Prior/Platform Knowledge: If a large amount of platform knowledge is available, then it should be leveraged and used to confirm data rather than build a data package from scratch. The burden of using prior/platform knowledge is in translating information from one molecule to another. Platform knowledge applies mainly to monoclonal antibody (MAb) products and may be easier for larger companies to use, with their experience from multiple products. Using such knowledge for accelerating programs requires a good understanding of expectations from the broader product development team — including clinical and commercial groups — to enhance information flow. That is critical in development of a rapidly moving CMC and clinical program. Informed decisions then can be made with regard to prioritization and timing.

Process Validation: Some industry representatives suggested rethinking process validation by leveraging life- cycle validation principles such as “continued verification” postmarketing, a focus on patient- safety attributes in validation protocols, and the use of cleaning verification rather than validation. Executing concurrent validation as more lots are produced could be possible because limited process understanding would have to be developed as each run is completed, allowing for continued verification over time.

That approach develops a validation protocol that will be agreed to in the marketing application, with data collected as batches are made after approval. At least one batch would be used for the application, with more batches added during review (and for preapproval inspections, PAIs) as well as later while the product is marketed. The protocol would include a process for dealing with aberrant lots. This concept is described for drugs in shortage and those manufactured infrequently (e.g., one lot a year, or even less) by the FDA’s 2011 process validation guidance (1). Implementing it requires buy-in from compliance, field operations, and other stakeholders. They need confidence that a manufacturing process is under control (e.g., development and small- scale runs showing consistency), and a robust risk assessment is valuable. However, not all agencies have the mechanism for such a protocol; Health Canada, for one, does not.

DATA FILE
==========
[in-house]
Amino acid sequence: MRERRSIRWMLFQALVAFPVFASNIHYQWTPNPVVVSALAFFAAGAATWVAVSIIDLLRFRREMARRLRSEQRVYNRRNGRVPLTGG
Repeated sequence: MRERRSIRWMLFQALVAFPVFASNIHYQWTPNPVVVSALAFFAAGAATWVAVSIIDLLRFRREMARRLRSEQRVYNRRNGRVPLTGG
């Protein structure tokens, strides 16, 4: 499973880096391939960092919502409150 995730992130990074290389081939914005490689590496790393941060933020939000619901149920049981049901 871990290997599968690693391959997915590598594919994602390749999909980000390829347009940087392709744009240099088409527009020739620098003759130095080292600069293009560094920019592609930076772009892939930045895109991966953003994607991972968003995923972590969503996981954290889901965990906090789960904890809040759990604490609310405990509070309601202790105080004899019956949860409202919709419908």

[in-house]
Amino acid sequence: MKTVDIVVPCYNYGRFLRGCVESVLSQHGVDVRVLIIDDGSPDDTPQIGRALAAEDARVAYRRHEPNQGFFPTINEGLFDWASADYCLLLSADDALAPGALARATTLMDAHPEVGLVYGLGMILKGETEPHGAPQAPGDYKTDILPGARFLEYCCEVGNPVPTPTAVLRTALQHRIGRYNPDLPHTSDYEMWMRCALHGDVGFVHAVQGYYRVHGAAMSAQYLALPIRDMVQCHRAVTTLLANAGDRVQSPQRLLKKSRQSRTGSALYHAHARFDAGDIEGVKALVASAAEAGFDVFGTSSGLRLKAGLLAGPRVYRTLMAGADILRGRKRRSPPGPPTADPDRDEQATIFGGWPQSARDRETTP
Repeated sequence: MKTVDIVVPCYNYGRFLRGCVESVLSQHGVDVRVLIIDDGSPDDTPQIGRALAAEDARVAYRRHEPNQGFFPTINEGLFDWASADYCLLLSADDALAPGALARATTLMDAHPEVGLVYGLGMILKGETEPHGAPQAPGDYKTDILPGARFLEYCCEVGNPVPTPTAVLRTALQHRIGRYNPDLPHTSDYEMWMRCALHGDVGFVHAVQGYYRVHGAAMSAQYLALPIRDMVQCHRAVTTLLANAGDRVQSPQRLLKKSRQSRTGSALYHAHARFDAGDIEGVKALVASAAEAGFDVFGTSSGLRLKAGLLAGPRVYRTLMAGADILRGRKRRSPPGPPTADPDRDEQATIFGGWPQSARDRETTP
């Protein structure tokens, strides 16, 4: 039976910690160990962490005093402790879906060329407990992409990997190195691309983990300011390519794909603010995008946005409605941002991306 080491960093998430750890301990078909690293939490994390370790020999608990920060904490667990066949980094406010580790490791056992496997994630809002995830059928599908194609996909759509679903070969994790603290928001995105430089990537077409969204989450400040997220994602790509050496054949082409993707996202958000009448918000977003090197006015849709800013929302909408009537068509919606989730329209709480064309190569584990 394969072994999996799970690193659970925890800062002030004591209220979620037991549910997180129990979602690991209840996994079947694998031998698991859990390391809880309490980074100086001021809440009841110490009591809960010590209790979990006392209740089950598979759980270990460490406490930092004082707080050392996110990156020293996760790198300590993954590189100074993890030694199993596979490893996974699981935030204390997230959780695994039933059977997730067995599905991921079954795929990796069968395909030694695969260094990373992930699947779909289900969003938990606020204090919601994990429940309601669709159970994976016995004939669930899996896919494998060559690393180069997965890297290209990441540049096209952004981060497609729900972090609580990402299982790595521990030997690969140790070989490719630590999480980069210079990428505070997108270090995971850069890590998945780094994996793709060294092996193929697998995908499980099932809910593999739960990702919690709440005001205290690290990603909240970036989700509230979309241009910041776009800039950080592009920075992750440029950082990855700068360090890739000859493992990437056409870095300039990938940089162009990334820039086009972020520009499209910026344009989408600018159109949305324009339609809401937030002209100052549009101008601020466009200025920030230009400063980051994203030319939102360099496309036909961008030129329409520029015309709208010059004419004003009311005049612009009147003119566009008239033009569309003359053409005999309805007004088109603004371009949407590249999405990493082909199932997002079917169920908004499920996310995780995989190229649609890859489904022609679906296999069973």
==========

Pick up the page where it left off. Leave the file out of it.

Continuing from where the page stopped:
From a control-strategy perspective, limited lots or process understanding could be amended by making commitments to enhance assay controls and reevaluate specifications after an agreed-upon number of lots have been manufactured or once sufficient knowledge is gained about both process and product. Thus, companies should focus on creating a reliable supply of high-quality product at market launch without the level of process optimization that often occurs during standard process development. That can be achieved, for example, by locking in a formulation and freezing cell-line development at phase 1, then launching from the clinical site to prevent any need for process/method transfer or requirement for associated changes. One participant suggested that it may not be wise to make wholesale changes during development (or immediately before commercialization). Instead, it might behoove sponsors to hold off until postapproval and when more process and product knowledge is gained, provided that the companies can meet and sustain market demand.